However, Detective Alonzo Harris did not enact the daily functions that were taught to him properly. In one scene of the movie, Detective Harris took the rookie cop, Jake Hoyt, to a house and presented a fake search warrant. Detective Harris proceeded to search the house and ended up stealing money from the womanÐ²Ð‚™s house he was in. After leaving, neighbors soon found out what happen and opened fire on Hoyt and Harris. Detective Harris then begun to shoot back, which caused unnecessary commotion in the neighborhood.
In another scene Officer Hoyt spotted two men trying to rape a fourteen year old girl. Hoyt proceeded to get the situation under control by using necessary force. Detective Harris watched as the two men beat up on Officer Hoyt and did not intervene until Hoyt had the situation under control. Instead of taking statements and going through the proper procedures to arrest the two men, who were clearly committing a crime, Detective Harris struck the men with his gun, and took their drugs and money. He later forced Officer Hoyt to smoke the drugs he confiscated from the two men.
In addition to the proper learningÐ²Ð‚™s of the daily functions, an officer having the ability to make decisions is very essential. Decision making, which police officers refer to as discretion, is the power to make choices on issues within legal guidelines. For example, an officer pulls you over for a routine traffic stop; it is the officerÐ²Ð‚™s choice whether or not he or she gives you a ticket or just a warning.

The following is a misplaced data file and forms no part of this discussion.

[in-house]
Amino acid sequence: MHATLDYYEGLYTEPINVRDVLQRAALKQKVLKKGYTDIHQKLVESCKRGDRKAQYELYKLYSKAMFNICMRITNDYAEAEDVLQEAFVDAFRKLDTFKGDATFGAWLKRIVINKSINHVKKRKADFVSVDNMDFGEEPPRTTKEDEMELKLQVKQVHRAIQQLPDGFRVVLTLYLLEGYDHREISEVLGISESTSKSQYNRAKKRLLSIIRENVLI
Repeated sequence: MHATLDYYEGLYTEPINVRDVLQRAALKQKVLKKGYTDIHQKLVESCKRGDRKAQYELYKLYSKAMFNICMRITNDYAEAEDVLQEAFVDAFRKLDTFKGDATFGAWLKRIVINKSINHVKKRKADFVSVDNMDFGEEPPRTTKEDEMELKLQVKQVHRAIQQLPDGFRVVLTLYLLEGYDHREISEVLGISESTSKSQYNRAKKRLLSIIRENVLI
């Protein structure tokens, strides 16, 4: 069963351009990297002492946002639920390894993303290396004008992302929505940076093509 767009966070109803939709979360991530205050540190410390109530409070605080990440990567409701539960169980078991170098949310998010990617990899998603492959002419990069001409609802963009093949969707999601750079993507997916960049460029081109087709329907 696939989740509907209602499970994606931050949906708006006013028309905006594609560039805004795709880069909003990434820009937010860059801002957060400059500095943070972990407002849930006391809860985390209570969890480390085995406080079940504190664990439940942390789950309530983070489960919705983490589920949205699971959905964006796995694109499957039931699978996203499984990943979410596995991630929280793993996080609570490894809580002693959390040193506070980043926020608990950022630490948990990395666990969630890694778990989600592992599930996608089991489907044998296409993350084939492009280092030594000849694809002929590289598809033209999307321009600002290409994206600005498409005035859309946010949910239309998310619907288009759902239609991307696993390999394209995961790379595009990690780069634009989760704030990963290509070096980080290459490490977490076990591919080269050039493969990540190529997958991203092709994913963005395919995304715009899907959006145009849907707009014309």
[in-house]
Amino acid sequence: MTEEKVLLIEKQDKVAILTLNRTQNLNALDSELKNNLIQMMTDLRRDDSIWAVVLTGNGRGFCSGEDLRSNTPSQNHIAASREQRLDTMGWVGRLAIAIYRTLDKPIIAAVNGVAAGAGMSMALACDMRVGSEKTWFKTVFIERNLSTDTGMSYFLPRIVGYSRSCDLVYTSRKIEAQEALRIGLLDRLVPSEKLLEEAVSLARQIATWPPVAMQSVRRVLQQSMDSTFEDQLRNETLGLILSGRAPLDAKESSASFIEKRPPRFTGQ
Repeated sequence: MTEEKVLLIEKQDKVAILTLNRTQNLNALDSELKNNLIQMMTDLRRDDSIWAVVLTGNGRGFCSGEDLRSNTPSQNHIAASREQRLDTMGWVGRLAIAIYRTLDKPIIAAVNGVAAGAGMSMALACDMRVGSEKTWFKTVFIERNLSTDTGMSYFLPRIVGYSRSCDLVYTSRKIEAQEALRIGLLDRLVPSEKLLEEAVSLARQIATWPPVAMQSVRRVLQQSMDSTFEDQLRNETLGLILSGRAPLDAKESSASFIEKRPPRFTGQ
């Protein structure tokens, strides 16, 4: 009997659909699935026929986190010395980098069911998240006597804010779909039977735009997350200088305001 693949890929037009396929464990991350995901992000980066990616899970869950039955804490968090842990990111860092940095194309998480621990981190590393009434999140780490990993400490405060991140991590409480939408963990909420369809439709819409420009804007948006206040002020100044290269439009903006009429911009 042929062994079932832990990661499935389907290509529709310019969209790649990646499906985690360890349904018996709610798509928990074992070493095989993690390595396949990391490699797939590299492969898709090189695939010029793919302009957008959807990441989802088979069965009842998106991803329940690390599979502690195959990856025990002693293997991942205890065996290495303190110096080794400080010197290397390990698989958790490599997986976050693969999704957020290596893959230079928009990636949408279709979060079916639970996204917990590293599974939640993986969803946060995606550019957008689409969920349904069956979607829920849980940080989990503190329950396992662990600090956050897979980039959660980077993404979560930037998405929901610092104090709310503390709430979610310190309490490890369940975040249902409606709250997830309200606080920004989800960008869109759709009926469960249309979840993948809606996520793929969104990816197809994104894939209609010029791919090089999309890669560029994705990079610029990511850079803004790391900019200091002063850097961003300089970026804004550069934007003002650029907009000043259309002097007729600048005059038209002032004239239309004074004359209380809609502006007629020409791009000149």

Detective Harris used his discretion to take advantage of Officer Hoyt and the citizens of Los Angeles. In one scene of the movie, he pulls over a couple of college students that he watched buy drugs from a drug dealer. Harris and Hoyt jumped out of the car with their guns pointed at the suspects. Detective Harris then went to use unnecessary force and disrespectful language towards the students. He confiscated the drugs and told the college students to never come back into that neighborhood again or he was going to let the men from the neighborhood rape their girlfriends.
Referring back to a scene I already discussed with the two men trying to rape the fourteen year old girl, Detective Harris used his discretion in this scene by not arresting the two men. Instead he verbally and physically abused them. He then went on to tell Hoyt that the narcotics unit does not deal with situations like that; they only go after the big stuff.